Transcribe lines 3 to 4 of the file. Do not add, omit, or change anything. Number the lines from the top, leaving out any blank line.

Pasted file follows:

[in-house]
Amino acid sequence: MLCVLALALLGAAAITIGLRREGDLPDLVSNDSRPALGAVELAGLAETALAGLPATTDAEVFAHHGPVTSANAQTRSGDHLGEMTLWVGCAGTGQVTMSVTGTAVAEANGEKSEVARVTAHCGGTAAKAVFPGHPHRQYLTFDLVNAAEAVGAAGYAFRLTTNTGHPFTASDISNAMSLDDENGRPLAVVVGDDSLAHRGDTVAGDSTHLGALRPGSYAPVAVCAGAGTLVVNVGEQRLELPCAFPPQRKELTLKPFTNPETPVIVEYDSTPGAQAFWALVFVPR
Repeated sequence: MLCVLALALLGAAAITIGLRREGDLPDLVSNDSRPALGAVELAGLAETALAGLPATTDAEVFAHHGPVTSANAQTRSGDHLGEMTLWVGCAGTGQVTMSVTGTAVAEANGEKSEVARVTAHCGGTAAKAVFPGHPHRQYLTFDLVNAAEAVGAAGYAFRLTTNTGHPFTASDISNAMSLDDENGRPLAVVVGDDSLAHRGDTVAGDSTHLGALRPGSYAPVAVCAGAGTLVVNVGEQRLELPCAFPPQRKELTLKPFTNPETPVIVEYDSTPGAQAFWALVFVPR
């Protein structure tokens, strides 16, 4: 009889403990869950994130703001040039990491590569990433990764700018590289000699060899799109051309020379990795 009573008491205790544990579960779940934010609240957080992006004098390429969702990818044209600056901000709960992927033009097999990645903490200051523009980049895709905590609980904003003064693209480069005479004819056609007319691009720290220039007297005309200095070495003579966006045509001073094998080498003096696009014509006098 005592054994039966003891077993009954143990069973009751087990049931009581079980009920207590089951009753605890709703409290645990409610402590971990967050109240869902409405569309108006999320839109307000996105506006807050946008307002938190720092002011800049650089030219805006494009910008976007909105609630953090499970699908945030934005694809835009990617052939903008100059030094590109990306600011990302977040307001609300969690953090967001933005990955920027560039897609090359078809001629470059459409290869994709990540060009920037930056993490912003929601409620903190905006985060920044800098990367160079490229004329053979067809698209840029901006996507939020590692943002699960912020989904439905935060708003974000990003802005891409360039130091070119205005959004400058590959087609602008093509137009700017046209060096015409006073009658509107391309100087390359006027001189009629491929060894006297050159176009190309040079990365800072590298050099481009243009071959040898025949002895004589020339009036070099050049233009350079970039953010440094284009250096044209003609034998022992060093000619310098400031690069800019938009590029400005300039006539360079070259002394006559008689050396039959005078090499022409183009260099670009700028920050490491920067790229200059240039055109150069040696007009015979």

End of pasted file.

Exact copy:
Repeated sequence: MLCVLALALLGAAAITIGLRREGDLPDLVSNDSRPALGAVELAGLAETALAGLPATTDAEVFAHHGPVTSANAQTRSGDHLGEMTLWVGCAGTGQVTMSVTGTAVAEANGEKSEVARVTAHCGGTAAKAVFPGHPHRQYLTFDLVNAAEAVGAAGYAFRLTTNTGHPFTASDISNAMSLDDENGRPLAVVVGDDSLAHRGDTVAGDSTHLGALRPGSYAPVAVCAGAGTLVVNVGEQRLELPCAFPPQRKELTLKPFTNPETPVIVEYDSTPGAQAFWALVFVPR
């Protein structure tokens, strides 16, 4: 009889403990869950994130703001040039990491590569990433990764700018590289000699060899799109051309020379990795 009573008491205790544990579960779940934010609240957080992006004098390429969702990818044209600056901000709960992927033009097999990645903490200051523009980049895709905590609980904003003064693209480069005479004819056609007319691009720290220039007297005309200095070495003579966006045509001073094998080498003096696009014509006098 005592054994039966003891077993009954143990069973009751087990049931009581079980009920207590089951009753605890709703409290645990409610402590971990967050109240869902409405569309108006999320839109307000996105506006807050946008307002938190720092002011800049650089030219805006494009910008976007909105609630953090499970699908945030934005694809835009990617052939903008100059030094590109990306600011990302977040307001609300969690953090967001933005990955920027560039897609090359078809001629470059459409290869994709990540060009920037930056993490912003929601409620903190905006985060920044800098990367160079490229004329053979067809698209840029901006996507939020590692943002699960912020989904439905935060708003974000990003802005891409360039130091070119205005959004400058590959087609602008093509137009700017046209060096015409006073009658509107391309100087390359006027001189009629491929060894006297050159176009190309040079990365800072590298050099481009243009071959040898025949002895004589020339009036070099050049233009350079970039953010440094284009250096044209003609034998022992060093000619310098400031690069800019938009590029400005300039006539360079070259002394006559008689050396039959005078090499022409183009260099670009700028920050490491920067790229200059240039055109150069040696007009015979």